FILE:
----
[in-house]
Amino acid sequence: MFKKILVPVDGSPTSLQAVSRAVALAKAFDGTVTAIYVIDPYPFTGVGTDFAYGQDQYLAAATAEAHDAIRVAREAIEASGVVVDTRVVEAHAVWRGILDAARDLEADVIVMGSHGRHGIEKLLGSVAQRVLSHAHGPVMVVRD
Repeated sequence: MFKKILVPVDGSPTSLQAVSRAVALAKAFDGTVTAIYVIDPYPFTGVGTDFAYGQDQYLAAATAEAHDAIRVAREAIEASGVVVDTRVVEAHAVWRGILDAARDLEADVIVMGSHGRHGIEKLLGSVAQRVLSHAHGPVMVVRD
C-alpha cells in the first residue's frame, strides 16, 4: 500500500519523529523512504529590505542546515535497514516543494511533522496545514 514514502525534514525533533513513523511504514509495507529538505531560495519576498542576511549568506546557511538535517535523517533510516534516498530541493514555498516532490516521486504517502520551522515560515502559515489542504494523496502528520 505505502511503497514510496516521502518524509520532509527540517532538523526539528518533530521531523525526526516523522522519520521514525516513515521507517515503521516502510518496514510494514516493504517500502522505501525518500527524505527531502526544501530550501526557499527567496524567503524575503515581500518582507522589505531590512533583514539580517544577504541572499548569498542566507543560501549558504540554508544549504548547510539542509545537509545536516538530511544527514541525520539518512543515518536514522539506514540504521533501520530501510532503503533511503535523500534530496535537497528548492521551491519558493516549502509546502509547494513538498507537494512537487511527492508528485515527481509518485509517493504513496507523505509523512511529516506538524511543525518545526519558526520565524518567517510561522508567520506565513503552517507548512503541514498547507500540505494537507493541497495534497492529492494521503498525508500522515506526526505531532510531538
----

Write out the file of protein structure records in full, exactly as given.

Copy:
[in-house]
Amino acid sequence: MFKKILVPVDGSPTSLQAVSRAVALAKAFDGTVTAIYVIDPYPFTGVGTDFAYGQDQYLAAATAEAHDAIRVAREAIEASGVVVDTRVVEAHAVWRGILDAARDLEADVIVMGSHGRHGIEKLLGSVAQRVLSHAHGPVMVVRD
Repeated sequence: MFKKILVPVDGSPTSLQAVSRAVALAKAFDGTVTAIYVIDPYPFTGVGTDFAYGQDQYLAAATAEAHDAIRVAREAIEASGVVVDTRVVEAHAVWRGILDAARDLEADVIVMGSHGRHGIEKLLGSVAQRVLSHAHGPVMVVRD
C-alpha cells in the first residue's frame, strides 16, 4: 500500500519523529523512504529590505542546515535497514516543494511533522496545514 514514502525534514525533533513513523511504514509495507529538505531560495519576498542576511549568506546557511538535517535523517533510516534516498530541493514555498516532490516521486504517502520551522515560515502559515489542504494523496502528520 505505502511503497514510496516521502518524509520532509527540517532538523526539528518533530521531523525526526516523522522519520521514525516513515521507517515503521516502510518496514510494514516493504517500502522505501525518500527524505527531502526544501530550501526557499527567496524567503524575503515581500518582507522589505531590512533583514539580517544577504541572499548569498542566507543560501549558504540554508544549504548547510539542509545537509545536516538530511544527514541525520539518512543515518536514522539506514540504521533501520530501510532503503533511503535523500534530496535537497528548492521551491519558493516549502509546502509547494513538498507537494512537487511527492508528485515527481509518485509517493504513496507523505509523512511529516506538524511543525518545526519558526520565524518567517510561522508567520506565513503552517507548512503541514498547507500540505494537507493541497495534497492529492494521503498525508500522515506526526505531532510531538